As for classic Castlevania, I’ve never been good at it, but I still enjoy it quite a lot. The Rigormortis, err, Belmont clan’s limitations certainly make things interesting, even though the best I’ve done is make it past Frankenstein’s monster and his annoying Igor fleaman once.

  11. You did have to swap to more effective weapons. I think the problem was making the mooks impervious to all but one of the base forms of attack, unlike the preceding games, where you could still do normal damage more often than not with the weapon damage types that weren’t strong against them (i. e. slashing weapons would still do regular damage against armored mooks).

  12. Yes, I know about weapon affinities, but that kind of thing barely worked in a slower game like Vagrant Story and doesn’t do anything to alleviate the fluidity issues it imposes in a faster-paced game like Ecclesia. It also doesn’t help that so much of the early game is spent without the proper tools, so you’re stuck (for example) wielding piercing-type weapons against skeletons. So tedious.

  13. Similarly, the omnidirectional whip from Super CV4 went against the reasoning for the slow, methodical pacing of the classic games: it reduced what were dangerous enemies that required a steady approach and careful tactics to surmount to rote moving targets, since most enemies couldn’t get around it. And without that challenge, what was an otherwise necessarily slow and steady approach lost that meaning and often became a pointlessly slow lurch. Which is simply to say it missed the point there.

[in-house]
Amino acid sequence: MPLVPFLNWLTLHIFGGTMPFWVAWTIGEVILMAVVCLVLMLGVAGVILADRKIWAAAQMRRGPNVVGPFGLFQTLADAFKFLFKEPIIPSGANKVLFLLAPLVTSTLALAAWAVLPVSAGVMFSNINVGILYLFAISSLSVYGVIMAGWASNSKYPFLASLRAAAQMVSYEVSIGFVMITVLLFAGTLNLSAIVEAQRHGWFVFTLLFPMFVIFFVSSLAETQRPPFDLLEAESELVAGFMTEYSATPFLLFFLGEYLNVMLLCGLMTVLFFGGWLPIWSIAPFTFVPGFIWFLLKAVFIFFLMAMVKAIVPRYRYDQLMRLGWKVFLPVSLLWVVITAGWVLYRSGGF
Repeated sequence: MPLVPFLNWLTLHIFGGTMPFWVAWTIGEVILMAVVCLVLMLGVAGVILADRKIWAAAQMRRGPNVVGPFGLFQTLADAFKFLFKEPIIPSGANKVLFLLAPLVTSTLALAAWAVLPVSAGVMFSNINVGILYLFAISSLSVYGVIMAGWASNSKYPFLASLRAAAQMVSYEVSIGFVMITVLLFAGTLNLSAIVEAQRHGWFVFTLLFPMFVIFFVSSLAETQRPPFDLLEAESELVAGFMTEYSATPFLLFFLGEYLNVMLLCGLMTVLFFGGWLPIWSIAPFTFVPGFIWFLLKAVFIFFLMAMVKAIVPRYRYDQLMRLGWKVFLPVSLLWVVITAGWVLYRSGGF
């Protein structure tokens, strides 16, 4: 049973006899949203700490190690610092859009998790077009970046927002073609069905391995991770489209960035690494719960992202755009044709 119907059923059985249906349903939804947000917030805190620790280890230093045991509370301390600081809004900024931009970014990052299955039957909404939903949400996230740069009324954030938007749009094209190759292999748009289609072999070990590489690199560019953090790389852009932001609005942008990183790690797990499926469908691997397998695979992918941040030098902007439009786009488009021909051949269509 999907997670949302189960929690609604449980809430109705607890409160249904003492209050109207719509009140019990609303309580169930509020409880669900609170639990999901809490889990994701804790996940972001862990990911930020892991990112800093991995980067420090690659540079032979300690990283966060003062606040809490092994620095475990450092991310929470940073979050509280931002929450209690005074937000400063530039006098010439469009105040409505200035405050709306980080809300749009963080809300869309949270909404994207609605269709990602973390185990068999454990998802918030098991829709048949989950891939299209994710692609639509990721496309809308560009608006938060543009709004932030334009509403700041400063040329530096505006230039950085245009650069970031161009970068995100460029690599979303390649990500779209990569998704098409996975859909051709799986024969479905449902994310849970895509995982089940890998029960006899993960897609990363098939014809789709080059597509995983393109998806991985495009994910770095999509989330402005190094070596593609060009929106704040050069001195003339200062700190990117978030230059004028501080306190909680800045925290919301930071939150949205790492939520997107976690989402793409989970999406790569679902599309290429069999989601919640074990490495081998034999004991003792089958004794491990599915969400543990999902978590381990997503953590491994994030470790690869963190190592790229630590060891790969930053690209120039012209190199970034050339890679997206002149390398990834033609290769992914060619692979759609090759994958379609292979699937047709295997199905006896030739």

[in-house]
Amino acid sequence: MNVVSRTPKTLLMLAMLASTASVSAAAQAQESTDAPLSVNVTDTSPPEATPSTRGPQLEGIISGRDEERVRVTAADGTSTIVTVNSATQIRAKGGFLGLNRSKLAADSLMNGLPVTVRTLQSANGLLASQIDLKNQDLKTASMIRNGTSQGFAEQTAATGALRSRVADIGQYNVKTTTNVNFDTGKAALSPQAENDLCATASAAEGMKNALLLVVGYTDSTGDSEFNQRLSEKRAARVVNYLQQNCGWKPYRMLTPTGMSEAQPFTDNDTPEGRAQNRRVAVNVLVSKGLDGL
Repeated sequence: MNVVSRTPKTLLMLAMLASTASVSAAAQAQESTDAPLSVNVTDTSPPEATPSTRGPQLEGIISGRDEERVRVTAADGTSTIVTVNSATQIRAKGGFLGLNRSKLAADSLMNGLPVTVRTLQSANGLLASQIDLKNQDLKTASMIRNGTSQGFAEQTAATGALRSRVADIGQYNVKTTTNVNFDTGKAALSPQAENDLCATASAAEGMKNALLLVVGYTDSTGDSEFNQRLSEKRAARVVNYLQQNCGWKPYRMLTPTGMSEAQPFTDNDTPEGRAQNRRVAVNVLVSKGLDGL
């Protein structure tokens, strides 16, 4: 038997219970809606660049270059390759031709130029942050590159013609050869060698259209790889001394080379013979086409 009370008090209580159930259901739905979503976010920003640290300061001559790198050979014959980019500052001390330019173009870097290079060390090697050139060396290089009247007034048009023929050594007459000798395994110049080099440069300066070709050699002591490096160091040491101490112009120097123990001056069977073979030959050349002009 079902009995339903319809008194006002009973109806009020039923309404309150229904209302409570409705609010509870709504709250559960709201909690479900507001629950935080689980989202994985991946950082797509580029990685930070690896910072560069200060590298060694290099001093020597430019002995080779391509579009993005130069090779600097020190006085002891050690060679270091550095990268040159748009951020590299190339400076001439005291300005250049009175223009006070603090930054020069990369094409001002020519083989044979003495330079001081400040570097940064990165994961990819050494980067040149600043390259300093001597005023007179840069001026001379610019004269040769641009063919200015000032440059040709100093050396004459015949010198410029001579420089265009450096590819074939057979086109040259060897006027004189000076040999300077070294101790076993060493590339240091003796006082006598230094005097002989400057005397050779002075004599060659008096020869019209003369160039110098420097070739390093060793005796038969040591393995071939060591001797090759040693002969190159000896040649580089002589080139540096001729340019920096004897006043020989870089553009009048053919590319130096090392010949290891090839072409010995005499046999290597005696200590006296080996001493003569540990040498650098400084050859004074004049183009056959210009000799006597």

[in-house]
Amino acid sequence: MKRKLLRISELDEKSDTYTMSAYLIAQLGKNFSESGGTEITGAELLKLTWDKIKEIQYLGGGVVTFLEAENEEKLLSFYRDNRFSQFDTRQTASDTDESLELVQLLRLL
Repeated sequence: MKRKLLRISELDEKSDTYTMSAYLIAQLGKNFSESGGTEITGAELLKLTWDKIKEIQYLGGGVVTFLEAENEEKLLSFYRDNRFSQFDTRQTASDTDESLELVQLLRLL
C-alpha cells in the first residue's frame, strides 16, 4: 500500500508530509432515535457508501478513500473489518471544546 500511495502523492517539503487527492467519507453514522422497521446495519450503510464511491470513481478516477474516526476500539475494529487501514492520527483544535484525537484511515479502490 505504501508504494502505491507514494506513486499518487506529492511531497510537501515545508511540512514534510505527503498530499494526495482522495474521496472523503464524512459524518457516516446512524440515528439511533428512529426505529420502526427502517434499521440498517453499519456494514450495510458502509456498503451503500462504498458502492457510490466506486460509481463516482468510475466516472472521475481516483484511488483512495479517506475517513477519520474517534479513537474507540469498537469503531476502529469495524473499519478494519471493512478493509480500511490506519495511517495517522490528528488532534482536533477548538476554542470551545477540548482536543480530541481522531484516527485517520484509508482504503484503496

14. Missed your response up until now. In OoE, slash (which included pierce) weapons did normal damage to skeletons. (I don’t remember how much.) The banshee was the first one to be impervious to strike attacks (but then they were also impervious to slash). The first hammer glyph was found in the first forest, which wasn’t really too far into the game, but yeah, that it couldn’t come any sooner could be irritating. Aside from that, I already admitted that they didn’t need to give low level mooks resistance to slash and/or strike.

  15. Outside of the crab boss in OoE, I didn’t find the game to be all that difficult or slow-paced. Maybe I’m just weird like that.